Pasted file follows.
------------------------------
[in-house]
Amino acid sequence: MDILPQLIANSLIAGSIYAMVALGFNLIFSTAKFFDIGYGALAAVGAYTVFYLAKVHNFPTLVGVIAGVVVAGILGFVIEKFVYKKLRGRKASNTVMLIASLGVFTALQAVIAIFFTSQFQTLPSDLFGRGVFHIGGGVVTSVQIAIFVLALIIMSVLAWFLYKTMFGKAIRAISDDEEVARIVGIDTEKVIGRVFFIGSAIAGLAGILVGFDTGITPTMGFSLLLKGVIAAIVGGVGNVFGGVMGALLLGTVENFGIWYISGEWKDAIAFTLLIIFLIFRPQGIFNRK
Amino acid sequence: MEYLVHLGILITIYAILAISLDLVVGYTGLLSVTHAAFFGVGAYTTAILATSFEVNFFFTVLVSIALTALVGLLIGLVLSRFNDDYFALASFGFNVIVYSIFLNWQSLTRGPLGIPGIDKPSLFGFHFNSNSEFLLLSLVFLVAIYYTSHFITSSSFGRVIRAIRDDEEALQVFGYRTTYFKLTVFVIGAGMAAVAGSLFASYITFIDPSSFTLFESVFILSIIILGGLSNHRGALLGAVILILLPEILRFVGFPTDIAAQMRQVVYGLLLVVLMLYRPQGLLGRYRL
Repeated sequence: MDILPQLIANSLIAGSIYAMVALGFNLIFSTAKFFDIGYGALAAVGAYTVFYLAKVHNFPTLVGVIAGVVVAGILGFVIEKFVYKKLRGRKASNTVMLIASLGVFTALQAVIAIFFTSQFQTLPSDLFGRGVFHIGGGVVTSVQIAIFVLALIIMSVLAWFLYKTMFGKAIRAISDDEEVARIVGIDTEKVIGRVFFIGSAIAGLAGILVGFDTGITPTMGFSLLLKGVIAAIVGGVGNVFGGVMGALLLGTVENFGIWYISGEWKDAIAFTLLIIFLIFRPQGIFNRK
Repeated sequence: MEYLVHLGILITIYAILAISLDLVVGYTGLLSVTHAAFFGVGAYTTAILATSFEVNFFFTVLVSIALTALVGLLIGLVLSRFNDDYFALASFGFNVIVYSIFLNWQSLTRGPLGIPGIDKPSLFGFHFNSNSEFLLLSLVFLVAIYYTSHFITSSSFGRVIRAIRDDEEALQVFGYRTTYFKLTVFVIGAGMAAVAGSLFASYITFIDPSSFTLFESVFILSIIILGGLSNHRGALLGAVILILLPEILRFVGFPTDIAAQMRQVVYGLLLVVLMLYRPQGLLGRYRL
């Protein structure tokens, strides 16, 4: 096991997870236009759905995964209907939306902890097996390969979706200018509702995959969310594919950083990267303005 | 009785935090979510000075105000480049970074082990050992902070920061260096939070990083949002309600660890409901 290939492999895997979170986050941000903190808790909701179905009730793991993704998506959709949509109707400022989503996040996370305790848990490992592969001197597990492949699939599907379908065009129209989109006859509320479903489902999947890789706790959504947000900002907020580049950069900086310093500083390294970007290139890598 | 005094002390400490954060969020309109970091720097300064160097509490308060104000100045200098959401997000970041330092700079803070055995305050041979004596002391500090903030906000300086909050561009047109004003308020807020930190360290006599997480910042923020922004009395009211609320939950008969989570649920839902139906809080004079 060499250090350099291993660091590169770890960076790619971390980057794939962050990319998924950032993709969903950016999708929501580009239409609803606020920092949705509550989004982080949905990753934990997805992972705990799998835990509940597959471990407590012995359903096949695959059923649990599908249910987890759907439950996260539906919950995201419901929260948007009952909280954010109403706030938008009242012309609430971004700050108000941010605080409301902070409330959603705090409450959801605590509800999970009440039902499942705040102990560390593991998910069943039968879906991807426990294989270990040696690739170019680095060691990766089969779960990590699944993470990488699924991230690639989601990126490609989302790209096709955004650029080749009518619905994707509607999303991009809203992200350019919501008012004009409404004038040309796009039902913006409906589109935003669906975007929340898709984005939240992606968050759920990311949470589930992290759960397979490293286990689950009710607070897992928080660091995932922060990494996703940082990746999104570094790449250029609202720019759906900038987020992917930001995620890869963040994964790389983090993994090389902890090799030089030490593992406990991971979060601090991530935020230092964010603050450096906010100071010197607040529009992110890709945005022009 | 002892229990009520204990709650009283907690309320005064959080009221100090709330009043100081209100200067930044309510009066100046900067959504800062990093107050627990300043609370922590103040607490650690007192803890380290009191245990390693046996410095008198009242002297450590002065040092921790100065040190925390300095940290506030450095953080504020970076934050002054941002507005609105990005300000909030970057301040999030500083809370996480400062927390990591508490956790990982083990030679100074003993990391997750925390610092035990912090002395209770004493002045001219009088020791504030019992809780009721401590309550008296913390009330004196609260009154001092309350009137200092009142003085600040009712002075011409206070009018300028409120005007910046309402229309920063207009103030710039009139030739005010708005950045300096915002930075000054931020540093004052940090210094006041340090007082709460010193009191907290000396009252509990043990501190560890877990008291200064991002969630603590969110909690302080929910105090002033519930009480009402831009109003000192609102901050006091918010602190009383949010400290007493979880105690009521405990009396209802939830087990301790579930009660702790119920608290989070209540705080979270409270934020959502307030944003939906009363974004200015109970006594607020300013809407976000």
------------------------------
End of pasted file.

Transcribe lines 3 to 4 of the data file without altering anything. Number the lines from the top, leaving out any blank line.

Amino acid sequence: MEYLVHLGILITIYAILAISLDLVVGYTGLLSVTHAAFFGVGAYTTAILATSFEVNFFFTVLVSIALTALVGLLIGLVLSRFNDDYFALASFGFNVIVYSIFLNWQSLTRGPLGIPGIDKPSLFGFHFNSNSEFLLLSLVFLVAIYYTSHFITSSSFGRVIRAIRDDEEALQVFGYRTTYFKLTVFVIGAGMAAVAGSLFASYITFIDPSSFTLFESVFILSIIILGGLSNHRGALLGAVILILLPEILRFVGFPTDIAAQMRQVVYGLLLVVLMLYRPQGLLGRYRL
Repeated sequence: MDILPQLIANSLIAGSIYAMVALGFNLIFSTAKFFDIGYGALAAVGAYTVFYLAKVHNFPTLVGVIAGVVVAGILGFVIEKFVYKKLRGRKASNTVMLIASLGVFTALQAVIAIFFTSQFQTLPSDLFGRGVFHIGGGVVTSVQIAIFVLALIIMSVLAWFLYKTMFGKAIRAISDDEEVARIVGIDTEKVIGRVFFIGSAIAGLAGILVGFDTGITPTMGFSLLLKGVIAAIVGGVGNVFGGVMGALLLGTVENFGIWYISGEWKDAIAFTLLIIFLIFRPQGIFNRK